Media watch and civic groups in South Korea are threatening to take legal action against the Korea Communications Commission (KCC) over its decision to relax broadcasting ownership restrictions, The Hankyoreh reports. The groups say the move by the KCC “opens the way for money to enter broadcasting.”
The KCC this week approved an amendment bill to the Broadcasting Act that significantly relaxes regulations on the ownership of broadcasting companies by business conglomerates. Until now business conglomerates with up to 3 trillion won (about US$2 billion) in assets have been able to have stakes in terrestrial or news broadcasting companies. The change allows companies with up to 10 trillion won in assets to own broadcasting companies.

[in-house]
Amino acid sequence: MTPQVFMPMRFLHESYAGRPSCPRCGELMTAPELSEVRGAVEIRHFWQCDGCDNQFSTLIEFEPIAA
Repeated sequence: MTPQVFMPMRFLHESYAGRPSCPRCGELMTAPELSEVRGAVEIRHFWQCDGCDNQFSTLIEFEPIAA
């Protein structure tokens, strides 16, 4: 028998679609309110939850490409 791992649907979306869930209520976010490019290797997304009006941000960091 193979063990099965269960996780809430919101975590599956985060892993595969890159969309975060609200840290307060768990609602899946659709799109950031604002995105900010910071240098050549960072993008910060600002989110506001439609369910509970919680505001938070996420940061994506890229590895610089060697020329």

KCC chairman, Choi See-joong, defended the move saying that “given the unprecedented economic crisis, it is important that we grow the size of broadcasting as an industry.”
The National Union of Media Workers said it plans to file a constitutional petition with the Constitutional Court, alleging that having big conglomerates in the broadcasting industry is going to lead to distortions which will hurt the people’s “right to know” as defined by South Korea’s Constitution.
(Source: Asia-Pacific Broadcasting Union)